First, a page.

In a special report on Andhra Pradesh in the Financial Express in May 2003 called Towards Swarnandhra Pradesh the focus of one article is on Hyderabad becoming India’s ITES capital :
With the telecom bandwidth in excess of deand, the focus would be towards creating high quality office space with amenities like high-speed telecommunication links, uninterrupted power supply etc which are critical to attract the ITES companies.
Towards this, the State government is holding talks with leading real estate developers including Rahejas of Mumbai, DLF of Delhi apart from Larsen and Tubro Infocity for high-quality office spaces in and around Hyderabad.
So what AP is trying to do is to create the environment so that businesses — ITES — would locate themselves there because of the lower cost of doing business. In a sense, it is a no-brainer: if you have the proper environment, business will develop. However, this environment will not emerge automatically on its own. That is, the market will not supply it spontaneously. Why the market fails to do this? It requires collective action. Or in other words, it is a coordination problem.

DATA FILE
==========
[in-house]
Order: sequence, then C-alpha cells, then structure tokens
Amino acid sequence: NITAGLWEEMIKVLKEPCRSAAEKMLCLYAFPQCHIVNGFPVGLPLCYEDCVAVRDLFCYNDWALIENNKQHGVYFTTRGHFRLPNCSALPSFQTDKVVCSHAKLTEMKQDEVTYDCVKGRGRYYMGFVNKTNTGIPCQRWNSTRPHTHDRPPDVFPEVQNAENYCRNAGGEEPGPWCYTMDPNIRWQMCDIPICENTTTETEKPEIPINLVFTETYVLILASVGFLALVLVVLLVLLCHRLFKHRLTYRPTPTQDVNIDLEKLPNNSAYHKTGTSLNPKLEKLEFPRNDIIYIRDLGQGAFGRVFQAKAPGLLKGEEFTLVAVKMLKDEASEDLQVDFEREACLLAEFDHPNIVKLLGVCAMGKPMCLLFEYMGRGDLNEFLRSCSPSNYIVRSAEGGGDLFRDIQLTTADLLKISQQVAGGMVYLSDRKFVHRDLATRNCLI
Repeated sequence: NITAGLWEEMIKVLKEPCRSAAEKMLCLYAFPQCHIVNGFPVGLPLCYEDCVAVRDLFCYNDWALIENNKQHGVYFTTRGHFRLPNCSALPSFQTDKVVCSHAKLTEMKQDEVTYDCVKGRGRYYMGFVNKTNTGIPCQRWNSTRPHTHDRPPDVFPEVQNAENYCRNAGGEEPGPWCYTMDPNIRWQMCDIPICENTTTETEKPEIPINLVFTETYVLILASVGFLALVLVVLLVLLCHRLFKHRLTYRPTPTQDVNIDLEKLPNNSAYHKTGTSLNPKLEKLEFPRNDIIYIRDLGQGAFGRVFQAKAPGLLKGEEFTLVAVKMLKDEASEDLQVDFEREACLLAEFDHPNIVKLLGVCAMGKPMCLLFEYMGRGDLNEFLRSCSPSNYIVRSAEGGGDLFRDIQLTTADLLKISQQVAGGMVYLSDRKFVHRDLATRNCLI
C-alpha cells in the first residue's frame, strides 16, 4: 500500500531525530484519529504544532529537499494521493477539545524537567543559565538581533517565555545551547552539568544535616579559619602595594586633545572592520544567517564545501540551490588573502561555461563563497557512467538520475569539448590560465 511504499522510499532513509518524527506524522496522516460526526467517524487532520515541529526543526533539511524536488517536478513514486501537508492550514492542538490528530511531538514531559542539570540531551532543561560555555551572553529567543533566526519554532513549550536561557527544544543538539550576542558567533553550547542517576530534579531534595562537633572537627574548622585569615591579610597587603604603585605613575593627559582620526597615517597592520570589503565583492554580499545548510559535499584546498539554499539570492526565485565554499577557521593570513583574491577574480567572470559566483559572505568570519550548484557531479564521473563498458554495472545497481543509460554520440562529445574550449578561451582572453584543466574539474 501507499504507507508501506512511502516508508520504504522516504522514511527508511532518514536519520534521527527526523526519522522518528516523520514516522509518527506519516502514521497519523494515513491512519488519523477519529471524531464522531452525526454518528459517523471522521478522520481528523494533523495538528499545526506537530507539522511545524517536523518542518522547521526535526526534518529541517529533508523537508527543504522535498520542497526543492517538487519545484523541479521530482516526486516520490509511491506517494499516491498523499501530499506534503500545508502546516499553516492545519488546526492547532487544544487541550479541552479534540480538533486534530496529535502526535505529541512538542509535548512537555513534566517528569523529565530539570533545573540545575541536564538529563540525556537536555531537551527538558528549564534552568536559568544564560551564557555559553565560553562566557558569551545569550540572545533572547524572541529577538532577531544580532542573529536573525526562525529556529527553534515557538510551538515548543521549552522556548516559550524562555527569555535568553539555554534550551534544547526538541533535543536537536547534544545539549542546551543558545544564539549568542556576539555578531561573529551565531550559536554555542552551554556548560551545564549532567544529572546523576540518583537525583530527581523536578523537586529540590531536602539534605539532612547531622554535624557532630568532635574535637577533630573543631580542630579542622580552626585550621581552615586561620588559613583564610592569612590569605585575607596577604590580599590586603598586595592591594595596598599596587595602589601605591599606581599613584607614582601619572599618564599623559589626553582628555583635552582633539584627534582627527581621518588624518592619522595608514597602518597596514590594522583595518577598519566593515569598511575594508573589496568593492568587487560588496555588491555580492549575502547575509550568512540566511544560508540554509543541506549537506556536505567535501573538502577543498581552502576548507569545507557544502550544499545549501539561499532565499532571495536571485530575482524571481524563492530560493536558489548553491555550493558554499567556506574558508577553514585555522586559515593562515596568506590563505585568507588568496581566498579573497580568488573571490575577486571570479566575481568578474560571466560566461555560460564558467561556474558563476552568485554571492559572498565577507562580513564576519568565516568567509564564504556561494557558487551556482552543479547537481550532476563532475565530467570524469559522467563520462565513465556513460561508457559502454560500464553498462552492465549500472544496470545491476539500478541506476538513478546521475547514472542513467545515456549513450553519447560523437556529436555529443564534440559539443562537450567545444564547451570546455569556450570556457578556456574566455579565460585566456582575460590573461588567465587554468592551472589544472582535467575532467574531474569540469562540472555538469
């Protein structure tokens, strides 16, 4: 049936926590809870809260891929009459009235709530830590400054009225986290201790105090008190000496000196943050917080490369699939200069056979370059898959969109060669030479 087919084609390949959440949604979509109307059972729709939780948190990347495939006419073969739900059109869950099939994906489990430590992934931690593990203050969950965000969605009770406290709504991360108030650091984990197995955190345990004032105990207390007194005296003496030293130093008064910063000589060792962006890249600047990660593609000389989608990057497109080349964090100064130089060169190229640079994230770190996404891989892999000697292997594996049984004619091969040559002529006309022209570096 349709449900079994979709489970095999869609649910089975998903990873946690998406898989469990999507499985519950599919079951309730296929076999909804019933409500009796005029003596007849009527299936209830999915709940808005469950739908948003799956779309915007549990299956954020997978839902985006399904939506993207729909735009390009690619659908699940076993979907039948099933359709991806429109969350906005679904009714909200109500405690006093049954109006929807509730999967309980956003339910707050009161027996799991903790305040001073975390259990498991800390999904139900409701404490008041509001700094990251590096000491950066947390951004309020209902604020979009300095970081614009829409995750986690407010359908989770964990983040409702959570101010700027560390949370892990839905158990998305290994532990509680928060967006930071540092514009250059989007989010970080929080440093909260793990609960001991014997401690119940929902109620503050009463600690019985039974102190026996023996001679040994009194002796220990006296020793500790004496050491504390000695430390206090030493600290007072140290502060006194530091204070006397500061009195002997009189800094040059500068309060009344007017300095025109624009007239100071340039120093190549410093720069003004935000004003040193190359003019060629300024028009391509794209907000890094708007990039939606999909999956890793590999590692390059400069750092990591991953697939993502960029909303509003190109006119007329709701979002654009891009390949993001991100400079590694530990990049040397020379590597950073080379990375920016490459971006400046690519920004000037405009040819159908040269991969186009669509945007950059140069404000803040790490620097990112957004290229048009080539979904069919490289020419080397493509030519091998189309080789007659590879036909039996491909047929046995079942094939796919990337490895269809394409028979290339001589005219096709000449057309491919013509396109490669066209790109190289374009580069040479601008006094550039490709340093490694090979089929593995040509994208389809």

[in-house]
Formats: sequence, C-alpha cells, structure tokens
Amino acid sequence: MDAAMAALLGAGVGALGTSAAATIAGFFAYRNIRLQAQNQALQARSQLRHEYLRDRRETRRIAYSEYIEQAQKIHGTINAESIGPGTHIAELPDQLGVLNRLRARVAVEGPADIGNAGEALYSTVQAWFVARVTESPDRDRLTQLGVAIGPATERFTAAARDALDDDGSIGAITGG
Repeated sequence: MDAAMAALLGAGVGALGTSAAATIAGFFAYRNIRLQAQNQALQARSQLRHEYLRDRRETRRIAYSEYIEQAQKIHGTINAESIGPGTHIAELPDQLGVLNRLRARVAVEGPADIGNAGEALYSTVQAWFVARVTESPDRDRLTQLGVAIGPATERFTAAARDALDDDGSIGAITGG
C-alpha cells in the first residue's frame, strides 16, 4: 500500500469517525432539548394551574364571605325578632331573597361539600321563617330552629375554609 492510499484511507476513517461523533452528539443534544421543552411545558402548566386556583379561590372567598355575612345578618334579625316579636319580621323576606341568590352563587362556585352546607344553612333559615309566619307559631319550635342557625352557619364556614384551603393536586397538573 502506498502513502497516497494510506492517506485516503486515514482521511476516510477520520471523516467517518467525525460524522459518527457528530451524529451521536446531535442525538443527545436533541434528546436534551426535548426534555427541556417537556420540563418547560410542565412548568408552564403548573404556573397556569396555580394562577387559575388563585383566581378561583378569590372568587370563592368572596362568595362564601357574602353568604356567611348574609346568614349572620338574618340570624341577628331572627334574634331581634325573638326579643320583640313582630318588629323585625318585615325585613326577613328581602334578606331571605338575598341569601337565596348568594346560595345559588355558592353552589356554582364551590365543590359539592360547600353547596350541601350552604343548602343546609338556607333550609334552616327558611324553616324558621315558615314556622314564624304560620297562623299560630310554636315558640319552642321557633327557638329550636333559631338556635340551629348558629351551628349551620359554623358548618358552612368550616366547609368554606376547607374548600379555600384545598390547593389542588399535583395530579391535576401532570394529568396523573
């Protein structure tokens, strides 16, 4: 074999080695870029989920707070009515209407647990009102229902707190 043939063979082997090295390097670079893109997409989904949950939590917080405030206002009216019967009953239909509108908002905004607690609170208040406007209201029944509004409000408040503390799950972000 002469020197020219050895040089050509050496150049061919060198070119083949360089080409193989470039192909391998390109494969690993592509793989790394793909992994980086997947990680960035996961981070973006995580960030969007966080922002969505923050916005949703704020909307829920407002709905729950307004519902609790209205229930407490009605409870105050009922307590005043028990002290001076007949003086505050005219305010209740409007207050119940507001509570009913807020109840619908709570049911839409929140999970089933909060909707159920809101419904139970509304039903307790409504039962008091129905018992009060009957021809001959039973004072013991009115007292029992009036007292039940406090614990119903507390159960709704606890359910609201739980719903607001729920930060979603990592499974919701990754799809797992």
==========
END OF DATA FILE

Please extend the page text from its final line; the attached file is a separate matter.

RISC is motivated by similar concerns in the rural arena. For doing business in rural India, you need to have adequate infrastructure. Given the immense investment needs, every village cannot be transformed. So a core-peripheri approach is required. Further, RISC also stresses the same coordination failure in the provisioning of infrastructure in rural India.
Mark Twain had once remarked that there are fundamentally only three archetypical jokes. (I forget what those archetypes are, but one of them was the ‘mother-in-law’ joke.) So also, there are a small set of basic problems. These show up repeatedly in various theaters in different guises. Once you recognize them, the solution is pretty much the same. Why people don’t get this is a question that I have not fully been able to fathom.